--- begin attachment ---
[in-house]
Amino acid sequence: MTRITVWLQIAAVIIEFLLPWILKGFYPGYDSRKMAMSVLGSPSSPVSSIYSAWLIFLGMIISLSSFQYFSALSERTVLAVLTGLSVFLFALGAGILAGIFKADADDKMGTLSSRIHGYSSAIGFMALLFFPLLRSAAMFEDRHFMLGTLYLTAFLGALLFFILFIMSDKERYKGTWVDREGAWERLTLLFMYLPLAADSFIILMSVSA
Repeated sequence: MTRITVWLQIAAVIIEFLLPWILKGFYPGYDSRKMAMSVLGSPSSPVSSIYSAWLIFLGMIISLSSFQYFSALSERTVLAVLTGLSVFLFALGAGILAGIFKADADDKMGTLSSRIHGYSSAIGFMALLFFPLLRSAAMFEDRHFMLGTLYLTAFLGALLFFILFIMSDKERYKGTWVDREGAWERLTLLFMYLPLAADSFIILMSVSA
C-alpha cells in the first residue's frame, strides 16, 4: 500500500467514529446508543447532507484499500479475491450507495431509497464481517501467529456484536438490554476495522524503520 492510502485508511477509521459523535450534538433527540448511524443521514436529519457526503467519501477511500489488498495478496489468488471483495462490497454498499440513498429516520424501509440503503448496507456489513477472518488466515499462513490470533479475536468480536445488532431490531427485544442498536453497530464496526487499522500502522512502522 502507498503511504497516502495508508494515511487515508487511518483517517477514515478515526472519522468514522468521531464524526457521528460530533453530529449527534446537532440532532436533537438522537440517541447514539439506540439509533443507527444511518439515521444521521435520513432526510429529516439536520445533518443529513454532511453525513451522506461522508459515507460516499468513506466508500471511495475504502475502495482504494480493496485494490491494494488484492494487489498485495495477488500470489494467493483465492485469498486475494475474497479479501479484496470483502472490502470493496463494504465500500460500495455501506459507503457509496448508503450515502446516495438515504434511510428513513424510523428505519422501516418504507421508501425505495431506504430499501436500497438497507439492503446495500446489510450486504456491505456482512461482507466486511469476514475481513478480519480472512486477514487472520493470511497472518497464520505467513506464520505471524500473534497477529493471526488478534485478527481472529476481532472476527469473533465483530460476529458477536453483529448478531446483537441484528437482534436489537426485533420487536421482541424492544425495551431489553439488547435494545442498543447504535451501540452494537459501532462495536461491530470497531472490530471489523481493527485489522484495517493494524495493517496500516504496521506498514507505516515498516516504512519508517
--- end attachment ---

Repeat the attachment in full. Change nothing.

[in-house]
Amino acid sequence: MTRITVWLQIAAVIIEFLLPWILKGFYPGYDSRKMAMSVLGSPSSPVSSIYSAWLIFLGMIISLSSFQYFSALSERTVLAVLTGLSVFLFALGAGILAGIFKADADDKMGTLSSRIHGYSSAIGFMALLFFPLLRSAAMFEDRHFMLGTLYLTAFLGALLFFILFIMSDKERYKGTWVDREGAWERLTLLFMYLPLAADSFIILMSVSA
Repeated sequence: MTRITVWLQIAAVIIEFLLPWILKGFYPGYDSRKMAMSVLGSPSSPVSSIYSAWLIFLGMIISLSSFQYFSALSERTVLAVLTGLSVFLFALGAGILAGIFKADADDKMGTLSSRIHGYSSAIGFMALLFFPLLRSAAMFEDRHFMLGTLYLTAFLGALLFFILFIMSDKERYKGTWVDREGAWERLTLLFMYLPLAADSFIILMSVSA
C-alpha cells in the first residue's frame, strides 16, 4: 500500500467514529446508543447532507484499500479475491450507495431509497464481517501467529456484536438490554476495522524503520 492510502485508511477509521459523535450534538433527540448511524443521514436529519457526503467519501477511500489488498495478496489468488471483495462490497454498499440513498429516520424501509440503503448496507456489513477472518488466515499462513490470533479475536468480536445488532431490531427485544442498536453497530464496526487499522500502522512502522 502507498503511504497516502495508508494515511487515508487511518483517517477514515478515526472519522468514522468521531464524526457521528460530533453530529449527534446537532440532532436533537438522537440517541447514539439506540439509533443507527444511518439515521444521521435520513432526510429529516439536520445533518443529513454532511453525513451522506461522508459515507460516499468513506466508500471511495475504502475502495482504494480493496485494490491494494488484492494487489498485495495477488500470489494467493483465492485469498486475494475474497479479501479484496470483502472490502470493496463494504465500500460500495455501506459507503457509496448508503450515502446516495438515504434511510428513513424510523428505519422501516418504507421508501425505495431506504430499501436500497438497507439492503446495500446489510450486504456491505456482512461482507466486511469476514475481513478480519480472512486477514487472520493470511497472518497464520505467513506464520505471524500473534497477529493471526488478534485478527481472529476481532472476527469473533465483530460476529458477536453483529448478531446483537441484528437482534436489537426485533420487536421482541424492544425495551431489553439488547435494545442498543447504535451501540452494537459501532462495536461491530470497531472490530471489523481493527485489522484495517493494524495493517496500516504496521506498514507505516515498516516504512519508517